Firstly, don’t try to start at the beginning. It is easy to waste hours trying to craft a gripping opening paragraph but your opening paragraph is bound not to be the bit that gets you into university. Also, invariably, when you’ve gone over the 4000 character limit, your first paragraph will be where you look to trim down the length.
To get into university you need to prove to an admissions tutor whom you’ve never met, that you are knowledgable (without being arrogant) about their subject, that you are passionate (without going over the top), that you still have much to learn (without appearing ignorant) and that you’ve taken some steps towards understanding what it is you’ll be studying.
My advice here is PROVE IT!
So you say you are intruiged – prove it! What have read, seen or researched?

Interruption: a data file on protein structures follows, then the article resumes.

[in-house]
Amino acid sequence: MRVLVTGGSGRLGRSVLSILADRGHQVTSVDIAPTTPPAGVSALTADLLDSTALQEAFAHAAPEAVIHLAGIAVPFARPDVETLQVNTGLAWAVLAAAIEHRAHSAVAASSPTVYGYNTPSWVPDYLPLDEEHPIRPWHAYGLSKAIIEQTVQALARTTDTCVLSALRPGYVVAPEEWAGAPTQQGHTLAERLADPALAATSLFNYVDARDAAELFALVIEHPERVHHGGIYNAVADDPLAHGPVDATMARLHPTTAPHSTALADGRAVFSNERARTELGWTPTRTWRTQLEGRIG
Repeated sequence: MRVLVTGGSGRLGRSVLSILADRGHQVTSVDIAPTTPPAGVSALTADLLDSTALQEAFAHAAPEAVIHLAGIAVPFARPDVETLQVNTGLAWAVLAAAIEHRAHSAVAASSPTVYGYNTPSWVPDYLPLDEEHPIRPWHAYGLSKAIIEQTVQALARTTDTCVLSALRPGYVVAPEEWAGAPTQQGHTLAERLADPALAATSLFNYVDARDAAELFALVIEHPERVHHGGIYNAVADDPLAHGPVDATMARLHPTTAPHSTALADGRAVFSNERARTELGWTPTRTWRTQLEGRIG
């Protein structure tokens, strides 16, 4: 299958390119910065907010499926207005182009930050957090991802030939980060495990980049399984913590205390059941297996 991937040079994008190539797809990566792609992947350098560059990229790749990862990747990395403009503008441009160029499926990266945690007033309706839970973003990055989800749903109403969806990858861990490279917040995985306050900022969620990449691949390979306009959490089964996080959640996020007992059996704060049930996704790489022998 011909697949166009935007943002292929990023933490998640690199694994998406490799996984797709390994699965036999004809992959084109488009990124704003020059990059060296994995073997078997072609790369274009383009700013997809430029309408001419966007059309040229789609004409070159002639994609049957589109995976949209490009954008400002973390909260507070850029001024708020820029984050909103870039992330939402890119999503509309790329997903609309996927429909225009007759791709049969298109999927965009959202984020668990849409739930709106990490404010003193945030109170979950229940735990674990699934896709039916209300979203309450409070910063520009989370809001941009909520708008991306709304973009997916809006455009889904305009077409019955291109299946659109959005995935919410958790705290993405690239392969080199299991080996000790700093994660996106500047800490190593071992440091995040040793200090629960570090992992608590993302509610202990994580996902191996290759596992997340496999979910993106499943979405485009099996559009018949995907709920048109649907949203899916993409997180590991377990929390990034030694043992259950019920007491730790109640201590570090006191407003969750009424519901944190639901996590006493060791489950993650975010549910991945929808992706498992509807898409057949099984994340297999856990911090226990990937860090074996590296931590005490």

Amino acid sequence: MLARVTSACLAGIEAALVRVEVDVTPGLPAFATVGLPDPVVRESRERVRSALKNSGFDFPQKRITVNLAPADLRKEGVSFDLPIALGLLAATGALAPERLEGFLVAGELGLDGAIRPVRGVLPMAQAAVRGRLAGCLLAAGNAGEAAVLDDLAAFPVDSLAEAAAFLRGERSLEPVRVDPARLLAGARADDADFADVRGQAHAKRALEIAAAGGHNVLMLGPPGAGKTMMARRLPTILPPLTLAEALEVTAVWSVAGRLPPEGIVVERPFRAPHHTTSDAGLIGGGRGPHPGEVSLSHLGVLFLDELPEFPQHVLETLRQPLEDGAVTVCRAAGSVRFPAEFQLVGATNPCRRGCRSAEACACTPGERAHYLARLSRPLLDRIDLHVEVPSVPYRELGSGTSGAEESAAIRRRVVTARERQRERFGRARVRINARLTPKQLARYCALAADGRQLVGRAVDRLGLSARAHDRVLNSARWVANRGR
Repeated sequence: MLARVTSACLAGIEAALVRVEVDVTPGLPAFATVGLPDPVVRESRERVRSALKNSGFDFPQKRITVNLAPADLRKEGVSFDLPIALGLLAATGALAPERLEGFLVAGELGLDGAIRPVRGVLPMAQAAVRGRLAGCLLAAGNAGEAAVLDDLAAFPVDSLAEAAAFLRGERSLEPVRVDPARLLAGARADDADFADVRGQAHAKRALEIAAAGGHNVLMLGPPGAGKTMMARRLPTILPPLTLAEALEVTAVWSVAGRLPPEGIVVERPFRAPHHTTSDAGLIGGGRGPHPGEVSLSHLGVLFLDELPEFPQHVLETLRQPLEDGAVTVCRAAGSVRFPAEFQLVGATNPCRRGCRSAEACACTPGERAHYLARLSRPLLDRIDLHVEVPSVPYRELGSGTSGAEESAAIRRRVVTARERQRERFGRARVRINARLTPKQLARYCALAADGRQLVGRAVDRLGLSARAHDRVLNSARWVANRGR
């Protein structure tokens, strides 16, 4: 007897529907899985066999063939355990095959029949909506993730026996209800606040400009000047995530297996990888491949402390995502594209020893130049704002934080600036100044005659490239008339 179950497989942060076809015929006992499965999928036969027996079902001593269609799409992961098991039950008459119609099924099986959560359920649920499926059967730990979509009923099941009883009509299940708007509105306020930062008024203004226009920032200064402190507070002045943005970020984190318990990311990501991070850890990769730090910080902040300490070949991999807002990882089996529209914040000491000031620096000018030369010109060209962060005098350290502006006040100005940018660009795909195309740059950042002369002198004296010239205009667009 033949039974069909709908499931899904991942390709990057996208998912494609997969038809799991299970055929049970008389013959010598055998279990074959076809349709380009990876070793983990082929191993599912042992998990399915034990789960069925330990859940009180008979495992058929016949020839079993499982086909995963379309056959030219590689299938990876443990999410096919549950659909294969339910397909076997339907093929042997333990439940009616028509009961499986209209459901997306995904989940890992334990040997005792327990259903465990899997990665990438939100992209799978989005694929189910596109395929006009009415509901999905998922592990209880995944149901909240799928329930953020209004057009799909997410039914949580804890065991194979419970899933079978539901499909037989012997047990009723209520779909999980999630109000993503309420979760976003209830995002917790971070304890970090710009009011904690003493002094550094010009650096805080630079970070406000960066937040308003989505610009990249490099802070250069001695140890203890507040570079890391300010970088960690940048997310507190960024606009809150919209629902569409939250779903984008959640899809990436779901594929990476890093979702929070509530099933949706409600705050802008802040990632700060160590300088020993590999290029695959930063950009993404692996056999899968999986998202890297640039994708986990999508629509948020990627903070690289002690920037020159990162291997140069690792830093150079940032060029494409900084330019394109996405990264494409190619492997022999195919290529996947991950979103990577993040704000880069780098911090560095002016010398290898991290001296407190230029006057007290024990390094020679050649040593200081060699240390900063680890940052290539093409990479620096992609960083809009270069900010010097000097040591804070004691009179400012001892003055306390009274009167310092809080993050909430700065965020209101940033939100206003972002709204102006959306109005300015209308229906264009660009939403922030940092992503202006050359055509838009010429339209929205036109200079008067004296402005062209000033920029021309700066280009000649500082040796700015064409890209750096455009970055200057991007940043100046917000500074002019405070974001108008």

You claim to have read ‘the man who mistook his wife for a hat’ or ‘the selfish gene’ or ‘the economist’ every week for the last six months. Well write about something you read. Demonstrate that you have read what you claim to have read and, by the way, what is your opinion on it?
You say you did work experience – ok, so what did you learn, what do you know now that you didn’t know then?
You claim to love art – which artist? What do you know about him or her? What is it about their work that impresses you?
You say you want to be an engineer, but what engineering projects do you know about and have impressed you?
Treat this part of your personal statement like a piece of academic writing. Ditch the vacuous platitudes. Anyone can claim to be ‘passionate’ ‘determined’ ‘creative’ ‘intruiged’ ‘committed’ but fewer people can prove it.
Once you’ve written this section – the real ‘meat’ of your personal statement, it is easy to top-and-tail it with paragraphs about your initial interest in a subject and your overall commitment to studying.